Sometimes in darkness, sometimes in light
Sometimes his presence is experienced in darkness, sometimes in light, sometimes in presence, sometimes in absence, sometimes in obscure contemplation, sometimes in pure contemplation. It is then that a person becomes more passive as God’s action becomes more active. Never does a person cease to act, but this action now takes place in, with and through Christ under the ever more penetrating influence and inspiration of the Holy Spirit.
Before the rise of moralism that began to view the ascetical life as an end in itself, St John of the Cross made it clear that his mystical writings were for all, even though he was writing for the sisters of the new Carmelite reform. Writing almost eighty years ago, Garrigou-Lagrange was delighted to say that the distinction between the moral, the ascetical and the mystical life was no longer accepted by himself and a small group of similar minded academics. However, at the beginning of the twenty-first century this view still remains the opinion of only a few academics and their followers in the rarefied atmosphere of university campuses, but that is all. On ground level nothing much has changed to reverse the massive spiritual imbalance that began after the condemnation of Quietism. What academics discuss in learned papers has not filtered down to the ordinary men and women in the pew. Or if it has, it has not been transposed into the teaching that encourages, inspires, directs and guides them to journey on come what may, into and through the mystic way where they are transformed by the Holy Spirit.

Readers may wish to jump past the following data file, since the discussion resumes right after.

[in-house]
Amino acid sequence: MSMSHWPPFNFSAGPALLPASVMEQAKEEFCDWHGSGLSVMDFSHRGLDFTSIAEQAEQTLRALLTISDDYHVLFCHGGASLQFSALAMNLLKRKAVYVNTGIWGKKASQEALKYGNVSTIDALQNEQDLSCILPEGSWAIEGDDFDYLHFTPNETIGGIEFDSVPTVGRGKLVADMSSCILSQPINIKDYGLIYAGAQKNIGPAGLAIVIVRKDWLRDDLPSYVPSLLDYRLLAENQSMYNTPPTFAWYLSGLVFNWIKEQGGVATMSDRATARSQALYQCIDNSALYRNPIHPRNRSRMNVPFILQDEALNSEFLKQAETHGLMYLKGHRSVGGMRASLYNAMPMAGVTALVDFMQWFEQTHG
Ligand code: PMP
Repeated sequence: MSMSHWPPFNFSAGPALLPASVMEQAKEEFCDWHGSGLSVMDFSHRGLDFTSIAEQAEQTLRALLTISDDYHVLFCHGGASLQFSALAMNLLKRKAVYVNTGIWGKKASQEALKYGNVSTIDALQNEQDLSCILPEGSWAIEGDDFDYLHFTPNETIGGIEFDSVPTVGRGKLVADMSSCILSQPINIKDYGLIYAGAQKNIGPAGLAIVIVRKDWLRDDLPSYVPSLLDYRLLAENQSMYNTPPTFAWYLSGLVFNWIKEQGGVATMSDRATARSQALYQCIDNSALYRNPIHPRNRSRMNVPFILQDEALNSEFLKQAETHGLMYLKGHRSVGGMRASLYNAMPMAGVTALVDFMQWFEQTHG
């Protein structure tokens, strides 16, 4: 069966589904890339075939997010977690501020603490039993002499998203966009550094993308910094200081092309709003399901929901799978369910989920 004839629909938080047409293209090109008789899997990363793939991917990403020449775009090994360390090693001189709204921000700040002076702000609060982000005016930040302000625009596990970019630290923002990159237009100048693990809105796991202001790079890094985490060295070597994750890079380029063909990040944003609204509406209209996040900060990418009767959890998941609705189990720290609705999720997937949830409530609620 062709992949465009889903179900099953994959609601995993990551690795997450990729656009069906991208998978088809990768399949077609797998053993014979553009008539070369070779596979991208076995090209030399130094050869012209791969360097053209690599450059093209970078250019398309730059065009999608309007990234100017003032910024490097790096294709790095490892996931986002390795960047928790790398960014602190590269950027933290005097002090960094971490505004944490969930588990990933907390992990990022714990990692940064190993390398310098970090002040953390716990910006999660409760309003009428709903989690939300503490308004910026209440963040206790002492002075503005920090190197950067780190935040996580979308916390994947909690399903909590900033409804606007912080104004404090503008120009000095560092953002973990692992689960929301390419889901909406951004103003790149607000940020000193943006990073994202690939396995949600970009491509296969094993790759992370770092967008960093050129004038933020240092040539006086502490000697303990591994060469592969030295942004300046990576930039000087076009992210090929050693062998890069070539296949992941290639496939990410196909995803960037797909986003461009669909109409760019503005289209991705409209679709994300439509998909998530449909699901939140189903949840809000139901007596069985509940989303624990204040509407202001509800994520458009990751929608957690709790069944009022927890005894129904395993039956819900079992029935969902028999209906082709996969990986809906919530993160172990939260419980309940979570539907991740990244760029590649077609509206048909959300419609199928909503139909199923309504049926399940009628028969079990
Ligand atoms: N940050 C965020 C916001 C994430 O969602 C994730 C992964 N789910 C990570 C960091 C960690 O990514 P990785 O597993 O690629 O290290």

Mystics should not so much be in the mainstream, but be the mainstream
There are of course some exceptions to the rule. There are still people who have tried to journey on in the mystic way despite living in a spiritual climate in which ‘devout moralism’ still prevails. Sadly, they are considered mavericks or misfits. I have been privileged to meet some of them who, despite the conventional wisdom that discounts the importance of mystical theology, have managed to travel along and through the dark night regardless. But sadly, they have had to do this as eccentrics, oddities quietly journeying on the periphery when they should, not so much be in the mainstream, but be the mainstream. A new and effective Christian Renaissance cannot take place, nor can it be sustained without people like these.
Called to a mystical marriage with Christ
It is only because both the old scholastic theology and the new biblical theology have failed to be transposed into simple accessible and practical mystical spirituality for all, that the simple truths that everyone knew and lived by in the early Church have been forgotten. This truth is that by our very baptism we are called to a mystical marriage with Christ. No one doubted for a second that this was for all and that it was the beginning in this life of what would only reach its ultimate consummation in the next. Nor did anyone doubt that like other marriages this marriage involved a daily close mutual interpenetration of loving that reaches its most intimate moments in prayer. The sort of abstruse and intellectual arguments that made even some of the most respected and orthodox theologians question whether the mystic way was for all, would have both mystified and horrified our early ancestors in equal proportions.
It is just further proof, if such proof is necessary, that the prevailing spirituality that has reigned since the condemnation of Quietism, is not only seriously deficient but aeons away from the profound mystical spirituality bequeathed by Jesus himself to the early Church. It is both profound and mystical because it calls all who would listen to him to a mystical marriage with him which was destined to flower, not just in heartfelt love, but in a love that would completely possess and pervade the body too, beginning in this life and reaching its climax in the next.
All the themes in this story can be found in the books, Wisdom from the Western Isles- The Making of a mystic and Wisdom from the Christian Mystics – How to pray the Christian Way